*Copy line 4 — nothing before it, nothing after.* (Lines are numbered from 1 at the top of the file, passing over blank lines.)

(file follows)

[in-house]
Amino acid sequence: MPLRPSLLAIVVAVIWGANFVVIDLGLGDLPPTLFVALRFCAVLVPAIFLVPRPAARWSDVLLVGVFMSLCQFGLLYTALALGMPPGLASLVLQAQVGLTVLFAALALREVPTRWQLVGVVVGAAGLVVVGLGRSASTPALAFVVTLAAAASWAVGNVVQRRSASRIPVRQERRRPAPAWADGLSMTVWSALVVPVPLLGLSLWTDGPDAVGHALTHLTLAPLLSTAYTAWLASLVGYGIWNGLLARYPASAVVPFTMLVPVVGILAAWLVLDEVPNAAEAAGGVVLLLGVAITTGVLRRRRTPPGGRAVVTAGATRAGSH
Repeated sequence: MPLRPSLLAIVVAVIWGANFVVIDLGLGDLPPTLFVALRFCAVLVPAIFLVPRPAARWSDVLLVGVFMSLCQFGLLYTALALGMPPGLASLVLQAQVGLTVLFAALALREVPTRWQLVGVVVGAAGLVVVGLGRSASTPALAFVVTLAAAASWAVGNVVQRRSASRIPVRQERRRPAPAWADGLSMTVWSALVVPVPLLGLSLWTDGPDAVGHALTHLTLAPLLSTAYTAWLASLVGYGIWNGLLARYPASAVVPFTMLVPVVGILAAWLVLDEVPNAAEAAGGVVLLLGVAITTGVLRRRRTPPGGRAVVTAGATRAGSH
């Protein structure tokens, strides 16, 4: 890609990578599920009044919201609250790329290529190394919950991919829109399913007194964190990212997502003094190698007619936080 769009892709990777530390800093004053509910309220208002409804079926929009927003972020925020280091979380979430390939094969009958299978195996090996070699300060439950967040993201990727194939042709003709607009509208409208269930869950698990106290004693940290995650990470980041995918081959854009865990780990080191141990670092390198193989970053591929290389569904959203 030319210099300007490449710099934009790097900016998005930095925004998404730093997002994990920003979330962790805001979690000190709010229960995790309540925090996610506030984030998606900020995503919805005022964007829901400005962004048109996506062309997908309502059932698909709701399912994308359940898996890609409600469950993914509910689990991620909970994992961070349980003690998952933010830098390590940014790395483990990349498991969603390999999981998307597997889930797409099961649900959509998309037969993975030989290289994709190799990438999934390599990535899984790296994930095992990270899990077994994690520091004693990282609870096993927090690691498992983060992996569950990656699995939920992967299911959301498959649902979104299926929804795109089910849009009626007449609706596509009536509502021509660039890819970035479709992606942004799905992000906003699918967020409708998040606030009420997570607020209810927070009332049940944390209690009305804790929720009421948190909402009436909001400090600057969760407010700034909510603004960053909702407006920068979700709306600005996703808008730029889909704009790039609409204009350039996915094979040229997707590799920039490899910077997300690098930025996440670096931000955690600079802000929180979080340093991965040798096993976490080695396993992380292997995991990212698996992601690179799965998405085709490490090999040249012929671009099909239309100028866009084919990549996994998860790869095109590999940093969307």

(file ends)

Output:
């Protein structure tokens, strides 16, 4: 890609990578599920009044919201609250790329290529190394919950991919829109399913007194964190990212997502003094190698007619936080 769009892709990777530390800093004053509910309220208002409804079926929009927003972020925020280091979380979430390939094969009958299978195996090996070699300060439950967040993201990727194939042709003709607009509208409208269930869950698990106290004693940290995650990470980041995918081959854009865990780990080191141990670092390198193989970053591929290389569904959203 030319210099300007490449710099934009790097900016998005930095925004998404730093997002994990920003979330962790805001979690000190709010229960995790309540925090996610506030984030998606900020995503919805005022964007829901400005962004048109996506062309997908309502059932698909709701399912994308359940898996890609409600469950993914509910689990991620909970994992961070349980003690998952933010830098390590940014790395483990990349498991969603390999999981998307597997889930797409099961649900959509998309037969993975030989290289994709190799990438999934390599990535899984790296994930095992990270899990077994994690520091004693990282609870096993927090690691498992983060992996569950990656699995939920992967299911959301498959649902979104299926929804795109089910849009009626007449609706596509009536509502021509660039890819970035479709992606942004799905992000906003699918967020409708998040606030009420997570607020209810927070009332049940944390209690009305804790929720009421948190909402009436909001400090600057969760407010700034909510603004960053909702407006920068979700709306600005996703808008730029889909704009790039609409204009350039996915094979040229997707590799920039490899910077997300690098930025996440670096931000955690600079802000929180979080340093991965040798096993976490080695396993992380292997995991990212698996992601690179799965998405085709490490090999040249012929671009099909239309100028866009084919990549996994998860790869095109590999940093969307």